OpenWRT on the D-Link DSL-502T (Gen 1)

NOTE: Much of this isn’t necessary now, because OpenWRT 8.09 now supports AR7. You can just grab the openwrt-ar7-squashfs.bin image to use from

I’ve had this old D-Link DSL-502T sitting around, basically working. When I moved place just recently, I took the opportunity to look into getting OpenWRT installed on this thing, basically because I wanted something I could do DNS/DHCP serving on, while giving me some shell access. The D-Link firmware is kinda dodgy, and I always enjoy installing Linux onto something new.

Chris Pascoe’s page is quite dated now, but was a good place to start. Much development has gone into OpenWRT and the AR7 platform, so much of his information is now incorrect. The best place for info is the OpenWRT wiki page for the DSL-502T. It’s much more comprehensive and many of the patches and hacks that Chris Pascoe needed to do have be rolled into the OpenWRT trunk.

Much of this information has been copied and pasted from the above sites. Credits to both of them.

Start by grabbing the SVN trunk of OpenWRT.

$ svn co

Once this is done, you can grab any packages you’re interested in. Note that you can install these later using the opkg command once your firmware is running. I grabbed ntpclient, tcpdump, openvpn and the ddns-scripts.

cd openwrt/trunk/package<br /> svn co<br /> svn co<br /> svn co<br /> svn co<br /> svn co

Select firmware components

Enter into the folder and run make menuconfig. Select at least:

  • Target System -> TI AR7 [2.6]
  • Target Profile -> No Wifi
  • Target Images -> SquashFS
  • Image configuration -> LAN IP Address (not required, but makes it easier if you’re already running a network)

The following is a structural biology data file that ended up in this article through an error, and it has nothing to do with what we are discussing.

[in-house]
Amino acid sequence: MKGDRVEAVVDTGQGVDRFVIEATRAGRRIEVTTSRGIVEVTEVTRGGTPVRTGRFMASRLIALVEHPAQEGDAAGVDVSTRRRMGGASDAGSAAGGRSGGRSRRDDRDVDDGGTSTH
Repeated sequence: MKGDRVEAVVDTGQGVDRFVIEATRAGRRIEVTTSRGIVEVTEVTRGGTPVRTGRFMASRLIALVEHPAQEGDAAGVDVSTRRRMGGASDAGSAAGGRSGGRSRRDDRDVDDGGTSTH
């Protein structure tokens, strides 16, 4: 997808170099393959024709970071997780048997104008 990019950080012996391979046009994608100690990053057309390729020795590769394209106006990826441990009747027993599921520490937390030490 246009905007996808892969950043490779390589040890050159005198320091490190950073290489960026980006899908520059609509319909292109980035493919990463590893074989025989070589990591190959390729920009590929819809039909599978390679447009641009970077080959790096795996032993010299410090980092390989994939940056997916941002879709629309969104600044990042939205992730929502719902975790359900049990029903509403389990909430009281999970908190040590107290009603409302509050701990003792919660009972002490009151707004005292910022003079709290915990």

• Base system -> br2684ctl (only needed by PPPoE)
  • Network -> ppp -> ppp-mod-pppoa and/or ppp-mod-pppoe, depending on your ADSL type
  • Kernel Modules -> Network Devices -> select Annex A (which is ADSL over POTS. B is for ADSL over ISDN)

Make sure that you enable your packages from above in the config. E.g. Network -> Time Synchronization -> ntpclient

Quit and save the config.

Get the build dependencies.

For Ubuntu, you’ll need:

sudo apt-get install flex bison autoconf zlib1g-dev libncurses5-dev automake g++ patch gawk

Build your image by doing

make -j3 (for a dual-core system)

The final firmware produced by the build is located in bin/openwrt-ar7-squashfs.bin.

Uploading the initial OpenWRT firmware.

To upload the initial OpenWRT image, there is a tool called adam2flash. It can be found in the OpenWRT trunk, under the scripts directory. To use it, you need to execute the script in the first second or so of the machine being turned on. It’s recommended that you don’t connect the modem directly to your computer, but use a switch in between. This is in case it takes too long for the ethernet cards to negotiate.

One thing I had trouble with was finding out what the initial IP address of the device was. Before you overwrite your firmware, you can find this out by using telnet. Enable the telnet remote management from the D-Link interface and then check out the ADAM2 environment variables. They should be stored in /proc/ticfg (from memory).

If you’re lucky, you might see an entry starting with my_ipaddress. Mine was, but many others have mentioned On my DSL-502T (Gen II), it haven’t found it’s IP yet. It wasn’t set in the file.

Lots more info about the ADAM2 bootloader can be found at the Seattle Wireless site.

Here’s the steps:

  • Download a copy of the standard D-Link firmware so you can revert to it if things go wrong! You need the “web upgrade” .BIN version of the firmware, not the .EXE version. D-Link firmware can be downloaded from (for example)
  • Configure your PC for a static IP address on the same subnet as your modem’s default IP address.
  • Choose an IP address for your modem. The OpenWrt firmware will use after rebooting (unless you set it in the menuconfig), so that’s a sensible choice.
  • Turn off the modem.